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Artifact amnesty program ending
This is an archived article that was published on sltrib.com in 2004, and information in the article may be outdated. It is provided only for personal research purposes and may not be reprinted.

A promise of amnesty has prompted Utahns to clear their attics - and their consciences.

Since May, officials in the Beehive State have received six sets of human remains, as well as pottery shards and grinding stones, under a program allowing the return - with no penalty - of anything of cultural, historical or traditional importance to American Indian tribes that was taken illegally from the Four Corners region.

A no-questions-asked policy is being followed, but some of those who have come forward have told how they discovered the items after a relative's death, according to John Fryar, a special agent with the Bureau of Indian Affairs.

"People have said, 'My husband died and I didn't know he had them,' " said Fryar, who is based in New Mexico.

Last spring, the U.S. attorneys in the Four Corners states, including Utah, announced a 90-day amnesty period to return objects. The period runs through the end of Wednesday.

After that, law-enforcement officials will resume apprehending and prosecuting looters, who face charges under the Archaeological Resources Protection Act of 1979 (ARPA) and penalties of up to five years in prison and a $250,000 fine. The amnesty applies only to items and remains belonging to tribes in Utah, Arizona, New Mexico and Colorado.

Fryar dubs the effort a success, both for the return of objects and the education received by the public.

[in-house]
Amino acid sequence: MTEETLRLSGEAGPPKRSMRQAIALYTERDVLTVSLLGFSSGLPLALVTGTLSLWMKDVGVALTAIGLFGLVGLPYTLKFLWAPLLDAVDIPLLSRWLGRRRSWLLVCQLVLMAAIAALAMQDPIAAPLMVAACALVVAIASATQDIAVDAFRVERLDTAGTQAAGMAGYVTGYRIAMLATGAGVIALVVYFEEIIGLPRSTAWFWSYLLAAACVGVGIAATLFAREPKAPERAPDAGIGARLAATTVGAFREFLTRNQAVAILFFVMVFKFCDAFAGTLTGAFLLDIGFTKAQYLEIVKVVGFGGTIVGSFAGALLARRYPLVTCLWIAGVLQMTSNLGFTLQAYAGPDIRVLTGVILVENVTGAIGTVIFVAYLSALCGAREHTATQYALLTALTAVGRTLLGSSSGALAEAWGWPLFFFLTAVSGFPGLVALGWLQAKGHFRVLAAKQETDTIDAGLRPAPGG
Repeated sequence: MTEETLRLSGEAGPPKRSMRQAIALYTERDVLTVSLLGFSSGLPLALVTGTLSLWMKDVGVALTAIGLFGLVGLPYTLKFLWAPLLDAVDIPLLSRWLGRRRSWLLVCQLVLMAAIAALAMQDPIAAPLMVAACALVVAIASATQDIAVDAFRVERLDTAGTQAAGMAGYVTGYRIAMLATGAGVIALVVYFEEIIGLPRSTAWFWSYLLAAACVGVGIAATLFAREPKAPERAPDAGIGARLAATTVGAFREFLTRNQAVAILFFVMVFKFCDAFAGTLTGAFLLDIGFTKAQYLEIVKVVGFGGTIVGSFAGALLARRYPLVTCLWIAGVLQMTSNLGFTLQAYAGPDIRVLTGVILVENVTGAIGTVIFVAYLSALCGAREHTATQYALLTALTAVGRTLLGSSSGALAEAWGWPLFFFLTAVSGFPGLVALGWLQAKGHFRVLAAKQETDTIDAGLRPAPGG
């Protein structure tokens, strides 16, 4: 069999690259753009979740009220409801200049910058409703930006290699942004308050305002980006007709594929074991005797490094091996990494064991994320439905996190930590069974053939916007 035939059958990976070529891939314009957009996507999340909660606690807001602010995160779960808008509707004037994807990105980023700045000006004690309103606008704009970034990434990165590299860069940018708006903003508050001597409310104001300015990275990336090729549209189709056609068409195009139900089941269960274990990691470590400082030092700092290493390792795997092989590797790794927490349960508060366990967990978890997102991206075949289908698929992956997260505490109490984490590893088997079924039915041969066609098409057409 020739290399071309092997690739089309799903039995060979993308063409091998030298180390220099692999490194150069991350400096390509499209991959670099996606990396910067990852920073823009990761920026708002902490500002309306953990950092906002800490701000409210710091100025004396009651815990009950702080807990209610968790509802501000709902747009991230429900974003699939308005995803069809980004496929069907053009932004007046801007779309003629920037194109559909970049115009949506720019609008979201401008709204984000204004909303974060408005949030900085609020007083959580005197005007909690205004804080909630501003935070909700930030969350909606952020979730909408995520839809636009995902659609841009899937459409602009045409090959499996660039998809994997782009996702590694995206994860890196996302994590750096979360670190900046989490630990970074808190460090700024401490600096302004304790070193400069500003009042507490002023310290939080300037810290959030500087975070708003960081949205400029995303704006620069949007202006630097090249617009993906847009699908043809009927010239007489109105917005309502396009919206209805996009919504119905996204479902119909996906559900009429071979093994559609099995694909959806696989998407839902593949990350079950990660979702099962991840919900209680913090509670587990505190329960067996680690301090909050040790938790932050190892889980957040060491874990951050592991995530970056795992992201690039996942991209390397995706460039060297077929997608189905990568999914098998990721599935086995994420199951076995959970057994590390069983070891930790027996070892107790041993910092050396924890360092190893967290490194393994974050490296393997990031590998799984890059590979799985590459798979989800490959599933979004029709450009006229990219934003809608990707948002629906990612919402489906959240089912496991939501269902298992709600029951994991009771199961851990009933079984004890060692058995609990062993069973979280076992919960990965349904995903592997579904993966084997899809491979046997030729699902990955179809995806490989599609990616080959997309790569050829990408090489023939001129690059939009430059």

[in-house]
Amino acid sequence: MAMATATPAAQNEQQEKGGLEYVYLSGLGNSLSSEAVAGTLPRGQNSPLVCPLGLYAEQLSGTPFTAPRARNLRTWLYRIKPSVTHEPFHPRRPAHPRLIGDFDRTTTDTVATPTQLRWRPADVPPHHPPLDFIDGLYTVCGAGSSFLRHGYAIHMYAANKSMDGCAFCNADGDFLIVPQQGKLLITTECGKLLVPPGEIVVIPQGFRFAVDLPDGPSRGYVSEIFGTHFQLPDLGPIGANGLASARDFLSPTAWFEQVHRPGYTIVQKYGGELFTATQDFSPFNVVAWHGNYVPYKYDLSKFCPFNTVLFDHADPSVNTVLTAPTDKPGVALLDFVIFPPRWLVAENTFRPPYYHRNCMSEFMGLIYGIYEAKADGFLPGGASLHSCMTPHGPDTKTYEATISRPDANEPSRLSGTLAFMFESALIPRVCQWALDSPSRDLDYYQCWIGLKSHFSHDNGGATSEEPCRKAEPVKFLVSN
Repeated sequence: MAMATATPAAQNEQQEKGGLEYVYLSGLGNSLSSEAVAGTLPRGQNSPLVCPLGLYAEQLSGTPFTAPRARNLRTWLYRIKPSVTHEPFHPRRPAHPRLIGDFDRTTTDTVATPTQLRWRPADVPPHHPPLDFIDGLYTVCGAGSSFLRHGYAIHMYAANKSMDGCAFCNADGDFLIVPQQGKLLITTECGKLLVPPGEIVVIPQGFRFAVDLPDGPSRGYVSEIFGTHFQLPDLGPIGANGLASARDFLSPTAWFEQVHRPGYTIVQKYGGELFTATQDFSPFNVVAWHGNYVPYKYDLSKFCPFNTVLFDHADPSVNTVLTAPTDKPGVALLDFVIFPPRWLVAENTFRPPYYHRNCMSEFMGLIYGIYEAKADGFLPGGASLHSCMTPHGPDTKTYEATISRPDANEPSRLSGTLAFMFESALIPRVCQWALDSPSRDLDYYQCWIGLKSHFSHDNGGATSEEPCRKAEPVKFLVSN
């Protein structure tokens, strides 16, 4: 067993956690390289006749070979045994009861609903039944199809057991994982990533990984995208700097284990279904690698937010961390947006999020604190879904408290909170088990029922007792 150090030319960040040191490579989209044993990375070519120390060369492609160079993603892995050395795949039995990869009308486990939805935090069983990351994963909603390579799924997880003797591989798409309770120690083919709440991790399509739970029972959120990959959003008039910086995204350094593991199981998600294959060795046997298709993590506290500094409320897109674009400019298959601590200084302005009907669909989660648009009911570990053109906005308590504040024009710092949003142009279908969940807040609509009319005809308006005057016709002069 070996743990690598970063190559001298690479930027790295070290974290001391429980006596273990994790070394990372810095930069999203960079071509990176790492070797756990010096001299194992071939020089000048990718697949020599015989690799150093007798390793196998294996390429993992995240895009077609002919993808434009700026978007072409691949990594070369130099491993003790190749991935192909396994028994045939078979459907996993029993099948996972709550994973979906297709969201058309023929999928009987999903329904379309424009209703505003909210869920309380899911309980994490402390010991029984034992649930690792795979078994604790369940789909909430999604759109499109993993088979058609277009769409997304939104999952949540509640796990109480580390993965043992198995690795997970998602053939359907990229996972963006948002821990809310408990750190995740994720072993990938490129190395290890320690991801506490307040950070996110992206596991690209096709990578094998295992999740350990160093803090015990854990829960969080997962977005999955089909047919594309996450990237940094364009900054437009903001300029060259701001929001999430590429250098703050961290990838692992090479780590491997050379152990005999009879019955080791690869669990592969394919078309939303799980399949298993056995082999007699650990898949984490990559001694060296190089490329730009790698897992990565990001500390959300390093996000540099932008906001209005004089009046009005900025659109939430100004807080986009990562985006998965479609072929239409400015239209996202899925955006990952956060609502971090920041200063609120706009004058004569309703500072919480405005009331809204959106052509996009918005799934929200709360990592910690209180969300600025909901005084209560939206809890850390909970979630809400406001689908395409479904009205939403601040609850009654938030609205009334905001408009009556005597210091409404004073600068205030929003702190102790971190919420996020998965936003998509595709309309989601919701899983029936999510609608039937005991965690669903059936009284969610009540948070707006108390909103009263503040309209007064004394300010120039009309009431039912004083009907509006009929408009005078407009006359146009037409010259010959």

"We've been able to answer questions about what's legal and what's not," he said. "Some knew what they had was illegal. Some said, 'I don't know why I did it. I knew it was illegal.' "

Forrest Cuch, executive director of the Utah Division of Indian Affairs, said some of the returned items were obtained before laws banning their possession went into effect.

"The owners had passed on and their relatives wanted [the items] to come back to the public," Cuch said.

He is looking into sending some objects to tribal museums and cultural centers. In addition, his agency, which is a deposit site for the remains, will work through its Native American Remains Review Committee and tribes to determine where to return bones for proper burial.

Returns in other states include:

Arizona - Several whole pots, several sets of human remains and a Hopi mask that had been missing for 45 years.

New Mexico - Pots, bowls, pottery canteens, stone artifacts, pottery shards and some human remains. Many of the bowls and pots are still whole.

Colorado - Some human remains, whole pots, mat fragments and a variety of smaller artifacts. A Denver man brought in a skull from Wyoming and asked that it be returned to the appropriate tribe, Fryar said.

He said the amnesty provides a good opportunity for people to clear a guilty conscience.

"This is their chance to make it right," Fryar said.

pmanson@sltrib.com

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